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All Hell by Daughn Gibson

Album

All Hell

Daughn Gibson

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Released:
Label: White Denim
All Hell seems to have the power to slow down time -- or at least your heart rate. Daughn Gibson's debut album flows like a narcotic easing its way through the bloodstream. The trick is in blending two seemingly disparate genres -- lonesome outlaw country and twitchy dubstep -- together until the mix bleeds black. Gibson's brooding baritone oozes with the resigned dread of Johnny Cash or Scott Walker, while his echoing piano and synths trace the line between Burial and James Blake -- see "Tiffany Lou" or "Lookin' Back on '99," which has the lost-highway rhythm of a David Lynch mind-bender.

About This Album

All Hell seems to have the power to slow down time -- or at least your heart rate. Daughn Gibson's debut album flows like a narcotic easing its way through the bloodstream. The trick is in blending two seemingly disparate genres -- lonesome outlaw country and twitchy dubstep -- together until the mix bleeds black. Gibson's brooding baritone oozes with the resigned dread of Johnny Cash or Scott Walker, while his echoing piano and synths trace the line between Burial and James Blake -- see "Tiffany Lou" or "Lookin' Back on '99," which has the lost-highway rhythm of a David Lynch mind-bender.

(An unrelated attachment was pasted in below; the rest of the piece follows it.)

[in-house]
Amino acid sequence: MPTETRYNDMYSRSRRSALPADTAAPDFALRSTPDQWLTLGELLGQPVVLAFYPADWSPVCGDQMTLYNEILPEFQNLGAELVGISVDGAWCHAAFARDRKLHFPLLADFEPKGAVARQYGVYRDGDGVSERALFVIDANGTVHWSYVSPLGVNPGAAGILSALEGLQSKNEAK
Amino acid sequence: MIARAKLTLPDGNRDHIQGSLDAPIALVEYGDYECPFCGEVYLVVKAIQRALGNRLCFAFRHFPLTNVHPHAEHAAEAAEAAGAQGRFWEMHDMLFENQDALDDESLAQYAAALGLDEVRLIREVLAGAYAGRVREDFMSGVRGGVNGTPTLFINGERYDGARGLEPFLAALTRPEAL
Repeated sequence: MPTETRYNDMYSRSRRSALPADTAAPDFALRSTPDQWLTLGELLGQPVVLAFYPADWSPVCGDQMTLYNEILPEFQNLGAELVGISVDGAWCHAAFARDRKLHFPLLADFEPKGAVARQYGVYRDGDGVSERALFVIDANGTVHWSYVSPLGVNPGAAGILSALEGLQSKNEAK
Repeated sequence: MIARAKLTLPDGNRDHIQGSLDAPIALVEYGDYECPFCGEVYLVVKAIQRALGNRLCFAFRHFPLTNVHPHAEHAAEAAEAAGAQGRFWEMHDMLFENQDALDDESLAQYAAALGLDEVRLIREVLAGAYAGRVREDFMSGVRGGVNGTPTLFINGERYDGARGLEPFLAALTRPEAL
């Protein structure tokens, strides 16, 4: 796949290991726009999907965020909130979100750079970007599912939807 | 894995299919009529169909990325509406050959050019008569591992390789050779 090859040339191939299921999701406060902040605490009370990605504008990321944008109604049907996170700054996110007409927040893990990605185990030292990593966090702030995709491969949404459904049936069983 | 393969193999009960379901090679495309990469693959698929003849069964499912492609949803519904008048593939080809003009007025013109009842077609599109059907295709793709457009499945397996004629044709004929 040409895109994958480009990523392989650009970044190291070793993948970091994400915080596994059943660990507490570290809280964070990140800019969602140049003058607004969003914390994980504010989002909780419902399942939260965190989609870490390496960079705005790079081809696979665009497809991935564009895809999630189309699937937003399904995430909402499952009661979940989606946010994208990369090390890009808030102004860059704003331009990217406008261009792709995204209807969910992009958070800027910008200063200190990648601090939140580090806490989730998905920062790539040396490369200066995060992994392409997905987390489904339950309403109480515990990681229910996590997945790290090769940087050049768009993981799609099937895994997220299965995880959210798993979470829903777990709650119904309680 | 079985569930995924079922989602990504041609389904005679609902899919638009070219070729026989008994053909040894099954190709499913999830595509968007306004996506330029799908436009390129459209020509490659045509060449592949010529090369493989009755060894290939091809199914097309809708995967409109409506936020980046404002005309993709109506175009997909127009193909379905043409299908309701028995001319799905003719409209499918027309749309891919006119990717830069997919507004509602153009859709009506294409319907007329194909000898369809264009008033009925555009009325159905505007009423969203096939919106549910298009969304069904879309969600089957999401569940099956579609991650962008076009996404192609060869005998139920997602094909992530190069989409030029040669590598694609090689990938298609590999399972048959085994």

Songs

About This Album

All Hell seems to have the power to slow down time -- or at least your heart rate. Daughn Gibson's debut album flows like a narcotic easing its way through the bloodstream. The trick is in blending two seemingly disparate genres -- lonesome outlaw country and twitchy dubstep -- together until the mix bleeds black. Gibson's brooding baritone oozes with the resigned dread of Johnny Cash or Scott Walker, while his echoing piano and synths trace the line between Burial and James Blake -- see "Tiffany Lou" or "Lookin' Back on '99," which has the lost-highway rhythm of a David Lynch mind-bender.